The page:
Men of a Certain Age

TNT (ended 2011)


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Men of a Certain Age Fan Reviews (12)

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  • Intense, dark and depressing, "Men of A Certain Age" wasn't the quenching drink I had hoped for. Perhaps those looking for a trip into hopeless land will be able to appreciate the stable of magnificent actors that were assembled for this piece.

    With Scott Bakula, Andre Braugher and Ray Romano at the helm, this show should be a home run flying out of the park, but like many pilots I couldn't find the hook. To be fair, as a middle-aged female, a series about men's dysfunction might be too far off the mark for me to interpret. It was more than that. The very first episode was so full of hopelessness, I couldn't even get all the way through it.

    I remember when I heard David Duchovny would be starring in "Californication." I couldn't wait to see him back on the screen. When I got halfway through that pilot I also realized I was in the wrong waiting room. My enjoyment of David Duchovny's acting wasn't enough to embrace what he was representing, although I know plenty of women who swooned at his sexual prowess onscreen. I simply couldn't get past the drugs and senseless sex coming from someone who's character was also a dad. It didn't make any sense.

    I don't know what I was expecting from "Men of A Certain Age." My only reason for tuning in was Scott Bakula. I've loved everything I've seen him do. He is an amazing actor and knows how to pull at the audience's heart strings, but to be honest I've only seen him in good roles.

    Knowing Bakula's traditional roles were the good guy and that generally speaking in the world of fame he himself is also one of the good guys, I was shocked to see him personify a bad boy. It was more than that. Scott Bakula is a REALLY GOOD actor and as such, the one thing that drew me to the show repelled me as well. I probably wouldn't have been as offended by his character had I never seen him in any other role. He made an exquisite scum bag.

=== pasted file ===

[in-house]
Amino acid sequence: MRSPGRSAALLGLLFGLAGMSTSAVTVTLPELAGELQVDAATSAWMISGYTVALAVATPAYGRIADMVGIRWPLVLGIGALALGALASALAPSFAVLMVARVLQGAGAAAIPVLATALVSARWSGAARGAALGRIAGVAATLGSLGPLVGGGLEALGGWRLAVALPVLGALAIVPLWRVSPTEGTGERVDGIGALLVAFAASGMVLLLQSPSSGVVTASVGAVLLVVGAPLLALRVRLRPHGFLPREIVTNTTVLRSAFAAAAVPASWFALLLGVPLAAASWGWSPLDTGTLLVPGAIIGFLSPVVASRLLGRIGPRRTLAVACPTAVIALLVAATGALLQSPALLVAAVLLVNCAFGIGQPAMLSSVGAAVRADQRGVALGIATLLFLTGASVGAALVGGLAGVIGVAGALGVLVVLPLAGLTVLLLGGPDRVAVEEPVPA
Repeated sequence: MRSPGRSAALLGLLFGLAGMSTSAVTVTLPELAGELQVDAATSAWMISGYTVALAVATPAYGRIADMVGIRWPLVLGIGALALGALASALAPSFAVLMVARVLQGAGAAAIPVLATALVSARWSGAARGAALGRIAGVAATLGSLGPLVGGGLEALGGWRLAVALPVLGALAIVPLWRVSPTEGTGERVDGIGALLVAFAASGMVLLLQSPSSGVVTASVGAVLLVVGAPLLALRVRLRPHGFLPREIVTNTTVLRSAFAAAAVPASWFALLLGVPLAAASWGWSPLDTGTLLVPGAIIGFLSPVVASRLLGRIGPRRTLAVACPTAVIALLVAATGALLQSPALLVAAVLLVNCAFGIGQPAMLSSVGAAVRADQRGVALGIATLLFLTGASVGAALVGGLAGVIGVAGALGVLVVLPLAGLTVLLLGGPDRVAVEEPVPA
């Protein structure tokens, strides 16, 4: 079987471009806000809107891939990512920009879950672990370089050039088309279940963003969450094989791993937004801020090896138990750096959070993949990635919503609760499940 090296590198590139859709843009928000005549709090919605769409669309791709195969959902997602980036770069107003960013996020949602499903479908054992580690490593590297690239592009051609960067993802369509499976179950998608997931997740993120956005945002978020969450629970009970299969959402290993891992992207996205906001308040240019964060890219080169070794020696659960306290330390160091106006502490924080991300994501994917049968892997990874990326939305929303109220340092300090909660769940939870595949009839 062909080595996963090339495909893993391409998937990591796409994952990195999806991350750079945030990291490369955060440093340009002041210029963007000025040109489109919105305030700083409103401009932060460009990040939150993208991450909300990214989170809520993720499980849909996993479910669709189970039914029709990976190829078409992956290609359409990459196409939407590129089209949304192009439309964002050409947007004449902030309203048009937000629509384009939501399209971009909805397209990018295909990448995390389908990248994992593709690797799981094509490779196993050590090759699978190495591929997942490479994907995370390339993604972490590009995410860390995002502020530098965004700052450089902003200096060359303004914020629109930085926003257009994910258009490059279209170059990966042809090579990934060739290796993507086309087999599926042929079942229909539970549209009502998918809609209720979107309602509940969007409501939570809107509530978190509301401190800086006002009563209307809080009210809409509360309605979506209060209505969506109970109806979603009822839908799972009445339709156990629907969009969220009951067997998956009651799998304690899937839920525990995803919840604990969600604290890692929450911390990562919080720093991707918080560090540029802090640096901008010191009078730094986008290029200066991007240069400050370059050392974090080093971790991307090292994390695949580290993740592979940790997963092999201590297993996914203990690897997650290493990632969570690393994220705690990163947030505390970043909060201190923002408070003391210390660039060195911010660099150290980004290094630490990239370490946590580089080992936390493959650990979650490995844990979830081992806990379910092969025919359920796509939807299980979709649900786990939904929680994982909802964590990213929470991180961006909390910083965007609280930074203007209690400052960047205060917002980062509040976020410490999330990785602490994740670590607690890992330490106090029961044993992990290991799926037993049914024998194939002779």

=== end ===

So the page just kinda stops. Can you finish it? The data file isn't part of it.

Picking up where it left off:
On the other hand, I have never liked Ray Romano's work. I was surprised to find (after reading a staff writer's review) the piece was his brainchild as all the advertising I had seen was for Scott Bakula. I've never been a fan of New York "it doesn't really matter" style humor that "Seinfeld" or "Everybody Loves Raymond" embraced. I champion shows that contain hope at their core, not diatribes about how bad life is and how it will never get better.

    I also found Ray Romano's acting in this piece far from the quality of both Bakula and Braugher. It was painful watching two amazing drama actors and someone who looked like he was still trying to be a comedian without a line of comedy in the script. I don't know a lot about Andre Braugher, but he had the goods on screen. Both he and Bakula put much more value into what was written in the script with their performances than Romano. I would go even further to say even the supporting actors were of such intense quality, had the script been better constructed I would have continued to watch the series.

    I'm not against shows about men finding their way. One show I was incredibly disappointed to see go was "In Case of Emergency." Sure, not a lot of people watched it, but it was hysterically funny regarding the very same topic "Men of A Certain Age" addresses - what do middle-aged men who's lives haven't exactly turned out to be the American dream do? From the very beginning "In Case of Emergency's" characters hooked you. There was something about the way they were composed that evoked compassion and hope, which is a commodity far too scarce these days.

    "Men of A Certain Age's" characters seemed to be composed of two guys who don't deserve our compassion and Ray Romano's character who drowning in his own self-pity and lack of self-esteem we don't even want to be around. Even thinking about the group, I start to feel like this piece was written with such a desperate need for Ray Romano to be a star that he purposely made the other two characters (an egotistical actor who sleeps with one woman after another and a spoiled lazy son expecting to inherit his father's business) archetypes that would seal that deal. If that was the case, it failed miserably.

    "Men of A Certain Age" may attract those who like stewing in the darkness of the underbelly of self-pity, but I personally want that 30 minutes of my life back. I don't fault Scott Bakula for wanting to stretch his acting skills by portraying a darker character, but in the future it would be nice if those types of roles came with a surgeon general's warning for those of us that would follow him anywhere. ;D
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